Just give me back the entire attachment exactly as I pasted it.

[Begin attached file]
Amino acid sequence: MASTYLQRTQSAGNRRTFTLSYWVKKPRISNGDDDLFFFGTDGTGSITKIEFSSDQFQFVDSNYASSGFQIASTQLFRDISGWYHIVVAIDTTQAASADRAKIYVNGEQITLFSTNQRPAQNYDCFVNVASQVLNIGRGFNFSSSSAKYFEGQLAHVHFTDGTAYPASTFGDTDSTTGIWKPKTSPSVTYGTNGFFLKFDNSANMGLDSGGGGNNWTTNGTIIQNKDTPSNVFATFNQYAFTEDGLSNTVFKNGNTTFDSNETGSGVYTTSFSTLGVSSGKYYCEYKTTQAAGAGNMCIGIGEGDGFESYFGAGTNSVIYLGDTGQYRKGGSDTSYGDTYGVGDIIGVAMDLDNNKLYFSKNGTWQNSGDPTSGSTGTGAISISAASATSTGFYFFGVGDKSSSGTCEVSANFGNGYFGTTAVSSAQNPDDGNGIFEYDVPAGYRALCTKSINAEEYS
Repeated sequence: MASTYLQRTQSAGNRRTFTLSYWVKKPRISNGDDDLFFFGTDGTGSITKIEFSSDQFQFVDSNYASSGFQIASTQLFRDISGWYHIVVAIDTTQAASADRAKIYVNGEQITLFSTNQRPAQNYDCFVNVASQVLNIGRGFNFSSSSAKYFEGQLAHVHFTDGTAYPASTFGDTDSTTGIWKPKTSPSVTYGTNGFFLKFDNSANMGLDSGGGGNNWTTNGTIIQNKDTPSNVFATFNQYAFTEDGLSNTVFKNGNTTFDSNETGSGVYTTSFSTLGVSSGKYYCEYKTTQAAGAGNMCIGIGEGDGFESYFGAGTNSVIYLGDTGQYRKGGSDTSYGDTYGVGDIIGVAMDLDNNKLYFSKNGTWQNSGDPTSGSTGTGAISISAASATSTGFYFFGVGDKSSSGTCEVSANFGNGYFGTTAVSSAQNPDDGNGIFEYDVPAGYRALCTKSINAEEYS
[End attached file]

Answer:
Amino acid sequence: MASTYLQRTQSAGNRRTFTLSYWVKKPRISNGDDDLFFFGTDGTGSITKIEFSSDQFQFVDSNYASSGFQIASTQLFRDISGWYHIVVAIDTTQAASADRAKIYVNGEQITLFSTNQRPAQNYDCFVNVASQVLNIGRGFNFSSSSAKYFEGQLAHVHFTDGTAYPASTFGDTDSTTGIWKPKTSPSVTYGTNGFFLKFDNSANMGLDSGGGGNNWTTNGTIIQNKDTPSNVFATFNQYAFTEDGLSNTVFKNGNTTFDSNETGSGVYTTSFSTLGVSSGKYYCEYKTTQAAGAGNMCIGIGEGDGFESYFGAGTNSVIYLGDTGQYRKGGSDTSYGDTYGVGDIIGVAMDLDNNKLYFSKNGTWQNSGDPTSGSTGTGAISISAASATSTGFYFFGVGDKSSSGTCEVSANFGNGYFGTTAVSSAQNPDDGNGIFEYDVPAGYRALCTKSINAEEYS
Repeated sequence: MASTYLQRTQSAGNRRTFTLSYWVKKPRISNGDDDLFFFGTDGTGSITKIEFSSDQFQFVDSNYASSGFQIASTQLFRDISGWYHIVVAIDTTQAASADRAKIYVNGEQITLFSTNQRPAQNYDCFVNVASQVLNIGRGFNFSSSSAKYFEGQLAHVHFTDGTAYPASTFGDTDSTTGIWKPKTSPSVTYGTNGFFLKFDNSANMGLDSGGGGNNWTTNGTIIQNKDTPSNVFATFNQYAFTEDGLSNTVFKNGNTTFDSNETGSGVYTTSFSTLGVSSGKYYCEYKTTQAAGAGNMCIGIGEGDGFESYFGAGTNSVIYLGDTGQYRKGGSDTSYGDTYGVGDIIGVAMDLDNNKLYFSKNGTWQNSGDPTSGSTGTGAISISAASATSTGFYFFGVGDKSSSGTCEVSANFGNGYFGTTAVSSAQNPDDGNGIFEYDVPAGYRALCTKSINAEEYS